The poor bird only wanted to sit on the light above their front doors and if left alone, probably would only have done that, but imaginations run and I think Hitchcock's The Birds was out at the time and women and their tall, teased hairdos and well, you know...

My mom would scream, "Joey Costa. Go get your GD brother and tell him to get his GD pigeon back in its cage right now or we'll have that GD bird killed."

I don't know whatever happened to Joey Costa, or his brother's bird, but for years after, my mom loved to watch cardinals, carolina wrens, finches and robins while they ate at her feeders. She called to those freebirds she discovered in the wild. But if one dared swoop at her, they were the devil incarnate.

So there's the irony in that. My mother was scared enough of pigeons to GD the poor little neighbor kid's older brother and his bird. Good thing she was dead when the pigeons were released to symbolize love at her funeral.

The birds were very eager and pretty when they flew off toward their home. Everyone oohed and ahhed. But I guess I didn't handle that promise very well. I did, however, put a really pretty fake dove on my fake tree that I also promised I would never have. Does that help?

Believe it or not, I have many other stories to tell from my mother's graveside ceremony - like fireworks wars, champagne toasts, and that tombstone that sort of got knocked askew. Perhaps another day.

Merry Christmas everybody. I promise.


  1. A broken promise for well-intentioned reasons is surely forgivable. And pigeons and doves are one and the same so no promise was broken there.

    We place so much on symbolic gestures for good reason - they allow us to express ourselves in ways that words can't always convey. Your boxed tree and its adornment is also a symbol. May your mother's dove bring you peace.

    Hugs to you.

  2. Promise me that you won't be hard on yourself anymore...the tree is lovely and your story was still have it, girl!
    Enjoy the holidays whether your mom is there or not, promise?

  3. Your mom would have loved this post and seen the humor in the dove/pigeon release! Trust me, the incident will give you great comfort when it comes to mind years from now, Julie. There are mourning doves here that look very similar to pigeons...I feel you kept your promise.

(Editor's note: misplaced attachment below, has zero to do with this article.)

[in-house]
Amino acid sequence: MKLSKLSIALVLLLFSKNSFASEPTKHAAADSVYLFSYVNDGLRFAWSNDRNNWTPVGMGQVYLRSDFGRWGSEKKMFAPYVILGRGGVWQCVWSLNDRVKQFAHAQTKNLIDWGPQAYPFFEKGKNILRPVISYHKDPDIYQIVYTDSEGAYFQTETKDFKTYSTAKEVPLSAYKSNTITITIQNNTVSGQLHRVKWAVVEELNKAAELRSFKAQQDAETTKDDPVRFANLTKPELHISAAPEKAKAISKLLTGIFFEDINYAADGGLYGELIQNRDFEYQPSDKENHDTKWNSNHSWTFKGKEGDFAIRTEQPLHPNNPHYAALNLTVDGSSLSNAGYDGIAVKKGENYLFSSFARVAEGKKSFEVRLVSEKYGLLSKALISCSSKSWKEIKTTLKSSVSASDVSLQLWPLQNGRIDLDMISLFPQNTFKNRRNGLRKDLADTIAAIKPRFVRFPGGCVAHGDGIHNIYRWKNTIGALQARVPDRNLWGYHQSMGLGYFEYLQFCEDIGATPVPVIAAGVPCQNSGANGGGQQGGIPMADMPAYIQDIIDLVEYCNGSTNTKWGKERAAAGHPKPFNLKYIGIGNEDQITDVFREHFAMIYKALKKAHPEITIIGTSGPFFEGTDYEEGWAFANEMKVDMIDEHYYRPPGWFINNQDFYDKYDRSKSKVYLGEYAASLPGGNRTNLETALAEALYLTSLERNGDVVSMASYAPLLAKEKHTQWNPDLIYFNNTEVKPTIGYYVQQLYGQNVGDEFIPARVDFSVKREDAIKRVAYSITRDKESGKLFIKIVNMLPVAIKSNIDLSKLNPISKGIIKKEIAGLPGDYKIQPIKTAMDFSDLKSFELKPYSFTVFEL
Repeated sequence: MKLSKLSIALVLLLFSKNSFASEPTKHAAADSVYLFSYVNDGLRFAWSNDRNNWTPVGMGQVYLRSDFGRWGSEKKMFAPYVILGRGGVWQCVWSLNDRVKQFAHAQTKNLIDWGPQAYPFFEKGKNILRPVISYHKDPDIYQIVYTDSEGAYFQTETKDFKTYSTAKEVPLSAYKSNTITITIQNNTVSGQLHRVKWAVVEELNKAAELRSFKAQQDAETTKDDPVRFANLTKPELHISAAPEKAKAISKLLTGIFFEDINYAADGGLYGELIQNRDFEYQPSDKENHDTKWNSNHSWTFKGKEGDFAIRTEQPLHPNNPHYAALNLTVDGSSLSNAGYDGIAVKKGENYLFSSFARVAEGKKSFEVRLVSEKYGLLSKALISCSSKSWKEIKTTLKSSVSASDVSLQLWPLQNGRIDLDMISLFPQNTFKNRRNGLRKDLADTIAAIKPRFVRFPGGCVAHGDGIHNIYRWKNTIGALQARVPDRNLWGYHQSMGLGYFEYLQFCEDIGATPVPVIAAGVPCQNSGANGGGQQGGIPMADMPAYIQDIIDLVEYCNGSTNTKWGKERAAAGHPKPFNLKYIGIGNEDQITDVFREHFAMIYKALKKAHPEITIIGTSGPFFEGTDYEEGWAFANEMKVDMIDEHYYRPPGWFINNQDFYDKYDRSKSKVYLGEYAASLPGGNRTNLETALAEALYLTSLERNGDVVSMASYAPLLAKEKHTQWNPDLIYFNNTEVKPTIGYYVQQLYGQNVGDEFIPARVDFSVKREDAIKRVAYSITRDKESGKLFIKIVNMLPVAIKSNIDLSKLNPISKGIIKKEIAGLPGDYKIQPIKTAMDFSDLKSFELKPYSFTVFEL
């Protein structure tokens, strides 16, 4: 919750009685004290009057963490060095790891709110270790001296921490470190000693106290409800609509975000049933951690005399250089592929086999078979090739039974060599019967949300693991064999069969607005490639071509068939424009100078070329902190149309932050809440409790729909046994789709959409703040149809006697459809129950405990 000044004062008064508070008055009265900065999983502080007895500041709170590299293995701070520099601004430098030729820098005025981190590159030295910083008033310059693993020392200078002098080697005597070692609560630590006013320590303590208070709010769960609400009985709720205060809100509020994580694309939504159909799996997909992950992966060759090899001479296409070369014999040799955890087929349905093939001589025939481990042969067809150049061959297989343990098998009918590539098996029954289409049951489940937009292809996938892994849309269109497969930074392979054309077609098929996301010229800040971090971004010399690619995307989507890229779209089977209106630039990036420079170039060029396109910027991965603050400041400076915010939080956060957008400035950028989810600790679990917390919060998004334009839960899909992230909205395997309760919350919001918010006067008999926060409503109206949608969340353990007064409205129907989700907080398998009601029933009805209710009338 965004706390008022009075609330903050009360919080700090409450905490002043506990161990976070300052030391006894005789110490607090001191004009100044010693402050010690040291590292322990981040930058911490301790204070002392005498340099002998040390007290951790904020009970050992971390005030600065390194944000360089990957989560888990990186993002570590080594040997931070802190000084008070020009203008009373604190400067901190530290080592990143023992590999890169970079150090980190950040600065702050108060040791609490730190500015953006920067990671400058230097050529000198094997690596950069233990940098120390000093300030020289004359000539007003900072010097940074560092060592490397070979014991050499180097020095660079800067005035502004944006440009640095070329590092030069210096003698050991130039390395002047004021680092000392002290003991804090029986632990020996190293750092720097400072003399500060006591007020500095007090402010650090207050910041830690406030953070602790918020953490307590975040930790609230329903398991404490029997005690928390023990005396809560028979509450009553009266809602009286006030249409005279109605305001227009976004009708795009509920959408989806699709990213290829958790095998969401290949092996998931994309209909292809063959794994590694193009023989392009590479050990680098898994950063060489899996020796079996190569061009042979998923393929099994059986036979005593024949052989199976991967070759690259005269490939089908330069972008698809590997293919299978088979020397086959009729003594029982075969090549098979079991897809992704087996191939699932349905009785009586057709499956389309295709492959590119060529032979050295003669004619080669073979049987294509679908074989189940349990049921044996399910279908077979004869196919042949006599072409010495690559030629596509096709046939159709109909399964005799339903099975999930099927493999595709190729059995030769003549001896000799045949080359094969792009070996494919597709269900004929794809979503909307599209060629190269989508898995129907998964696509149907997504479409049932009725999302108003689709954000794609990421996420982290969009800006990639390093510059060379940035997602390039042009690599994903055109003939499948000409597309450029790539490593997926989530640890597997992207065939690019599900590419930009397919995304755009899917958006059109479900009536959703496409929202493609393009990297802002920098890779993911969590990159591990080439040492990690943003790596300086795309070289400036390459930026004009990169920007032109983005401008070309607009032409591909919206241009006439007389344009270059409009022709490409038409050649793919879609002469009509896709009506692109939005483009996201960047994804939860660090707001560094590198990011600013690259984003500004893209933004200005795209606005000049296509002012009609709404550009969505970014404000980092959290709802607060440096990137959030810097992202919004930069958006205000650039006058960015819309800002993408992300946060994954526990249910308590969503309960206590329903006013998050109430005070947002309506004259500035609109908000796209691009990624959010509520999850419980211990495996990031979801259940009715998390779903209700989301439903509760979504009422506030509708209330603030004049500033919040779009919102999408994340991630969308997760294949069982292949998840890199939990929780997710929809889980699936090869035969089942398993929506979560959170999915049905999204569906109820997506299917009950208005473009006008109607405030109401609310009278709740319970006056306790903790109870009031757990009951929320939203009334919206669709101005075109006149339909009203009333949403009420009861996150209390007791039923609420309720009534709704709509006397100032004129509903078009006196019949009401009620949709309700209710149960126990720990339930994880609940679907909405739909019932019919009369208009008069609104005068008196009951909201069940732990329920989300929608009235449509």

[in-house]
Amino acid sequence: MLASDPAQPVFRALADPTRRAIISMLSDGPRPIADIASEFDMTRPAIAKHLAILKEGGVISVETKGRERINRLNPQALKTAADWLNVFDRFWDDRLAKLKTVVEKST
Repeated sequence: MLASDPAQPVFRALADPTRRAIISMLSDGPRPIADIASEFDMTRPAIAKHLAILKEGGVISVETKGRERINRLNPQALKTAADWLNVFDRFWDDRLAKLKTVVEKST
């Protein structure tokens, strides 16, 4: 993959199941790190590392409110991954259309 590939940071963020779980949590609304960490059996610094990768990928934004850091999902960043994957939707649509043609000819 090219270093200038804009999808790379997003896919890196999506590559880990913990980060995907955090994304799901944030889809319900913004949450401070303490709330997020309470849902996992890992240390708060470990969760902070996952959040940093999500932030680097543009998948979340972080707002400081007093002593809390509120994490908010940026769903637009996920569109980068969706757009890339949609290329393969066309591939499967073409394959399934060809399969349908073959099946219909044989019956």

4. I loved this. I am not sure why, maybe the Woody Allen-type humanism that you show so well. Your intentions are genuine, but sometimes life gets in the way of our best efforts. You have a way of bringing us along in your Everyman point of view, and we are all pulling for you in spite of what happens. The tree looks marvelous in any case; and that GD bird, well, he hopefully acquitted himself well at the funeral. EFH

  5. Oh, you did your best. And that's what counts. (and I tell you, I couldn't tell the difference between a pigeon and a dove from 20 paces anyway)

    That tree is the same--your best and therefore very festive and bright and pretty.

  6. Well, that was a GD funny, heart-rending post, my friend. Glad to see you getting back into the swing of things, however "mild" that may be. The doves story is something that I'll bet your mom would get a good laugh out of, despite her GD'ing of the pigeons.

    Much love and see you soon,

  7. I'm pretty sure your mother was fine with the birds. It's all about intention. My own mother was a difficult woman, but I suspect she's easier now.

    Lovely dove for your tree!

  8. Yes indeed, it does help. I think we all get to the fake stage eventually - pine needles being what they are.

  9. Even in (human) death, Bernie is feisty and spunky and making us laugh and smile.

    Entertaining stories about her and about your tree. :)

  10. You made the best out of a difficult situation and I'm sure that you've been forgiven. Your tree is beautiful! I had a fake tree for 5 years, but this year I just felt like having a live one. You just have to go with how you feel and know that it's ok, either way. Happy Holidays to you and your family!

  11. one Christmas I had let a wild cat inside from my stable. It had attached to me a bit and I thought it would enjoy a warm home for the winter.It tied to eat all the fake birds I had on the tree, knocking it over many times.I named it Treetrimmer.

  12. One gal's pigeon is another gal's dove is what I say. Especially when the guy who was releasing them understood your intention. Just like your tree, it's the meaning behind the symbol that's important, not the symbol itself.
    Wonderful story, Julie. Merry Christmas.

  13. You have your sense of humor back for Christmas; that's a gift.

    You did your best for your mom's funeral; it's the love and the spirit that counts. ...and thanks for the reminder to be careful what I ask of my children for my own funeral...